2. Imagine yourself to be an athletic coach/captain, not a manager — You need to push yourself and your team to the limits in order to increase work stamina and capabilities. There are times when you need to be very tough and there are times when you can relax a bit. When we are adding a feature or a new capability to our software, we sometimes hack (not whiteboard) for days on end to get to the targeted result. After a certain period, your mind and body get used to the process and you intuitively know how things may or may not work. You also get faster at what you are doing, and there is a lot of personal satisfaction and motivation in that.
  3. Understand the limits — There are limits to everything and everybody. It’s important to stay within the zones of proximal development. You want to be exposed to and strive to one or two steps ahead of your capabilities today. You don’t want to jump five or ten steps ahead although you may have an idea you’ll eventually get there. If you push a junior programmer to do artificial intelligence, chances are you’ll break the person instead of motivating him or her. Going back to the coach analogy, similarly you would not ask a junior swimmer to jump in the water to train with world champions. It wouldn’t work, and it’s usually very demotivating. You would train the person with swimmers who are of similar caliber and eventually may get to swim with the top after stages of improvement.
  4. Build internal alliances — Try and understand what your team members do outside of work. This will give you a better understanding of their values. Are they family people? Do they like long hikes? Do they like to socialize a lot? Do they travel? The purpose of this is to better gauge what can motivate them better at work and how you can associate with them and possibly add to their lives in a more meaningful way. Giving and taking are two-way streets, so build alliances.
  5. Know the details of your team’s job — One thing I’ve noticed lately is people trying to manage teams without enough technical or domain knowledge. This has a twofold effect: a) you can’t really validate their progress, and b) team members tend to have less respect for team leaders who don’t have at a minimum the same knowledge as they do. If you are managing a group of Python developers, you’d better know Python. Understand the details if you want to validate and gain the respect of your team.

You are a person of great influence. If you could inspire a movement that would bring the most amount of good to the most amount of people, what would that be? You never know what your idea can trigger. 🙂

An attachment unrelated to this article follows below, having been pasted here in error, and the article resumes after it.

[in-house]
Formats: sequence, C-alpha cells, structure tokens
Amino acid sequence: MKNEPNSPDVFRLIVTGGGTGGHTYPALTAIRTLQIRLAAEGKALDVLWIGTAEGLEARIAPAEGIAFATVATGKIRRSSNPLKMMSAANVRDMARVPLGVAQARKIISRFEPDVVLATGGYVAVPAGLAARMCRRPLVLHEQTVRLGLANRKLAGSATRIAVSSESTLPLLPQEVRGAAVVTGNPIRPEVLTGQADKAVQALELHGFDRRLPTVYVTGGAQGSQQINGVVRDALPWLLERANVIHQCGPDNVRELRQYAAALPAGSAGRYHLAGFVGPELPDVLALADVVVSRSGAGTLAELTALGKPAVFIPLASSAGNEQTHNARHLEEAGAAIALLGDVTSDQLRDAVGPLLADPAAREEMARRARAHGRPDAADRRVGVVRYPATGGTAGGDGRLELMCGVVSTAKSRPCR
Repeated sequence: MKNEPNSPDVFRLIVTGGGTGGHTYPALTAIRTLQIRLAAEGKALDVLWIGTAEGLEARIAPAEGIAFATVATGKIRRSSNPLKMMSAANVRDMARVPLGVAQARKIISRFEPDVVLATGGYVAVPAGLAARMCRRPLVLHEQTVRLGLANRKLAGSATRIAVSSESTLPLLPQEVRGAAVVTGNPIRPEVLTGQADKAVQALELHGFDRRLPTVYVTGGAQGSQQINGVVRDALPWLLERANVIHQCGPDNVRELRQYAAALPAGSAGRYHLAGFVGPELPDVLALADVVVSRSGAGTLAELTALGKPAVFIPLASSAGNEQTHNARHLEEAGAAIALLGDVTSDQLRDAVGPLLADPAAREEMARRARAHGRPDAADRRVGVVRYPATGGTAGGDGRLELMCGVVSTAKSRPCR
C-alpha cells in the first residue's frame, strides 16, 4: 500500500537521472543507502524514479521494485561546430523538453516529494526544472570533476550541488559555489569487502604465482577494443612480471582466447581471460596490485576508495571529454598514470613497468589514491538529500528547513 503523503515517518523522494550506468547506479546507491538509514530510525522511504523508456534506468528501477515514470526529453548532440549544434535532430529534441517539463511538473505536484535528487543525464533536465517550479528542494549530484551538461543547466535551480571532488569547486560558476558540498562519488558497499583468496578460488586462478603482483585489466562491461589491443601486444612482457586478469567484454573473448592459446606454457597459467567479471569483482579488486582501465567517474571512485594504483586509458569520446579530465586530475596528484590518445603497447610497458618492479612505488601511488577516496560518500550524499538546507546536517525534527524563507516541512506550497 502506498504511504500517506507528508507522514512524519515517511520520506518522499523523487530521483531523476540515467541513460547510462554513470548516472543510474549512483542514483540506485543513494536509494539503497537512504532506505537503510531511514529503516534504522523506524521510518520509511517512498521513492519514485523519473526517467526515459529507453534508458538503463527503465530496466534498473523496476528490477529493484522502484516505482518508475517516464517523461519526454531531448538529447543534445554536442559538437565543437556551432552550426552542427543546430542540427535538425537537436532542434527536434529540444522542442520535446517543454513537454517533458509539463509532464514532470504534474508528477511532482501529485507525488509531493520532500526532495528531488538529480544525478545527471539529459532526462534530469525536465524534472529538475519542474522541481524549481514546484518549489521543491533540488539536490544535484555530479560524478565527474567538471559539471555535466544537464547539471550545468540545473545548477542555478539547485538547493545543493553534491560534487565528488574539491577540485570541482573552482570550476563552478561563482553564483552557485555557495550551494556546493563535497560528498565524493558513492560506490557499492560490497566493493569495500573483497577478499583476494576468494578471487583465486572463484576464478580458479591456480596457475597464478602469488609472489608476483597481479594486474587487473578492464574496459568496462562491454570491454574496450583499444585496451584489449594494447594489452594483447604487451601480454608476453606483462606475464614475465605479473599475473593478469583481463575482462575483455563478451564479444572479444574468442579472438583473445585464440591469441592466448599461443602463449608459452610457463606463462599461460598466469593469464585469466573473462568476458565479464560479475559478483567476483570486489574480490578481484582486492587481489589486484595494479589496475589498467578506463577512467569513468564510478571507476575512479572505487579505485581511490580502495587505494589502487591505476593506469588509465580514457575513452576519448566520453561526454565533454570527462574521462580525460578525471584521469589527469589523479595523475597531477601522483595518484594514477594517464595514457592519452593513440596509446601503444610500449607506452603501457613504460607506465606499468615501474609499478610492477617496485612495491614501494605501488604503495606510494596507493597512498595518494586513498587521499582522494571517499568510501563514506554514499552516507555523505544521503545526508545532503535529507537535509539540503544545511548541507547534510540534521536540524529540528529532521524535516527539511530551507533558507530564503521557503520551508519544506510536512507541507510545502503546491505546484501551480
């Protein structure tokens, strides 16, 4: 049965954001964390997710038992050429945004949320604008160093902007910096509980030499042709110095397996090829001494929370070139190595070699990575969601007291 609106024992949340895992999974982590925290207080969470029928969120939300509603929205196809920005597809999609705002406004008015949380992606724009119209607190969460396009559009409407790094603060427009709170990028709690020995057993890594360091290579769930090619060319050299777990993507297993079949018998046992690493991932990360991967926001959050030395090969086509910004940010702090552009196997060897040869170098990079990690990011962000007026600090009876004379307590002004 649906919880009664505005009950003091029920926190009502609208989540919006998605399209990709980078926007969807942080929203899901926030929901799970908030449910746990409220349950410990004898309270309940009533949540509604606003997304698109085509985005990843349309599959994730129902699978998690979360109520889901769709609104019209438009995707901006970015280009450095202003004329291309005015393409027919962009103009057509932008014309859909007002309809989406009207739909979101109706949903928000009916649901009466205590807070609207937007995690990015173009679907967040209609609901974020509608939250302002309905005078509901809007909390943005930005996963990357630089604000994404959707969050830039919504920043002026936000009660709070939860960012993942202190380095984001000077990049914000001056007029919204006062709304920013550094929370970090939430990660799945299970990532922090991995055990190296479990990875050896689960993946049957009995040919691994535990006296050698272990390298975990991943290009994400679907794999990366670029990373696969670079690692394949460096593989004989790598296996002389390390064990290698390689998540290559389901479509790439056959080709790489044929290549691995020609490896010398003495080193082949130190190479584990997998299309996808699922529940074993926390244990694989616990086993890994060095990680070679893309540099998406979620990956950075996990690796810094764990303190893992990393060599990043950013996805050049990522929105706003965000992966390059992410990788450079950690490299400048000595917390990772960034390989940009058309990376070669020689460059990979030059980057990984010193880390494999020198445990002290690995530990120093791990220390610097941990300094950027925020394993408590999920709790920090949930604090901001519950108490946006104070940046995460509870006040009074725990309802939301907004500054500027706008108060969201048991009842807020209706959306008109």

It would definitely be the expansion of democracy through artificial intelligence, to include voting rights to animals, plants, children, future generations etc. They have no voice. I understand this is a far-out idea, but I think we’ll eventually get there over the next decades and perhaps century. Our governance systems are broken and need to be upgraded. We are destroying the planet and are doing a poor job managing ourselves. We need to think outside the current paradigms to solve the problems we face today. If we take a more inclusive approach and give a voice to other members of our planet, we’ll achieve two things: 1) dilute the hegemony of adult humans, and 2) create desperately needed checks and balances to implement common policy and protect the future of Earth.


Can you please give us your favorite “Life Lesson Quote”? Can you share how that was relevant to you in your life?

Paraphrasing from the book Mahatma Letters to AP Sinnett “…[at the time when merely one word would have saved you, now you need to traverse mountains to obtain the same result]…” This exemplifies seizing the opportunity and moment when it really exists. You have a window of opportunity for everything and it opens and shuts very quickly sometimes — sometimes in seconds. You need to develop that intuition to understand when opportunity knocks, when you must act or decide on something. Sometimes you only have sketchy data points. What are you going to do? Some people have an innate capability to do this and some people need time to develop this skill. I’ve always tried to develop and see opportunities where it was not so obvious. I now just call it intuition for short, a mix between gut (old processed data) and any new data coming in at that moment.

Originally published at medium.com